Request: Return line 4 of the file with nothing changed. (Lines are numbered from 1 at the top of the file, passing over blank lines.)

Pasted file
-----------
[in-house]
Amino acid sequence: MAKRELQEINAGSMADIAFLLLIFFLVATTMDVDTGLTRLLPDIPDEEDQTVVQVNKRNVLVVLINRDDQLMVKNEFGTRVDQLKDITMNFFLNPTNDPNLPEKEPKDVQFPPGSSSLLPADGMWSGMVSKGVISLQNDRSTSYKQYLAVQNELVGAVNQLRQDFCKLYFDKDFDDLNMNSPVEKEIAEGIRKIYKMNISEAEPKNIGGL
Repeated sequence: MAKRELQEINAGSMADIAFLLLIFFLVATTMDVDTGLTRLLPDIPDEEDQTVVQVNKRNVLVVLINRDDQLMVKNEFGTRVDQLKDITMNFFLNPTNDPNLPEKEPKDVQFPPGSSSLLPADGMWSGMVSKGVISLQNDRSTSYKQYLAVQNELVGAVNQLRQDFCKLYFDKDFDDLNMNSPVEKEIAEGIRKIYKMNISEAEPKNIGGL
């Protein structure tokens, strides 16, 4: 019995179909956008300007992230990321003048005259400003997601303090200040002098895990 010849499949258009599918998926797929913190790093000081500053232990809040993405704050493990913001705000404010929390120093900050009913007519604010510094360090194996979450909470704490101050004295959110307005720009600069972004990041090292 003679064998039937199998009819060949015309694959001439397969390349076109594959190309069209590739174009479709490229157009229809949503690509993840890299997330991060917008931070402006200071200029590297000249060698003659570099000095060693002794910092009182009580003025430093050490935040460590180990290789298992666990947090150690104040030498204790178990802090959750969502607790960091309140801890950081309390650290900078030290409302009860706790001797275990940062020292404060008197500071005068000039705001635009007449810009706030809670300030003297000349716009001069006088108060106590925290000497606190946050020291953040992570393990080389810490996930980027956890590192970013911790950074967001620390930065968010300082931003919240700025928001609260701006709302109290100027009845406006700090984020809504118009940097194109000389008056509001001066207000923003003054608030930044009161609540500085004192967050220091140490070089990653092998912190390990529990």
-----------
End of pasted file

């Protein structure tokens, strides 16, 4: 019995179909956008300007992230990321003048005259400003997601303090200040002098895990 010849499949258009599918998926797929913190790093000081500053232990809040993405704050493990913001705000404010929390120093900050009913007519604010510094360090194996979450909470704490101050004295959110307005720009600069972004990041090292 003679064998039937199998009819060949015309694959001439397969390349076109594959190309069209590739174009479709490229157009229809949503690509993840890299997330991060917008931070402006200071200029590297000249060698003659570099000095060693002794910092009182009580003025430093050490935040460590180990290789298992666990947090150690104040030498204790178990802090959750969502607790960091309140801890950081309390650290900078030290409302009860706790001797275990940062020292404060008197500071005068000039705001635009007449810009706030809670300030003297000349716009001069006088108060106590925290000497606190946050020291953040992570393990080389810490996930980027956890590192970013911790950074967001620390930065968010300082931003919240700025928001609260701006709302109290100027009845406006700090984020809504118009940097194109000389008056509001001066207000923003003054608030930044009161609540500085004192967050220091140490070089990653092998912190390990529990």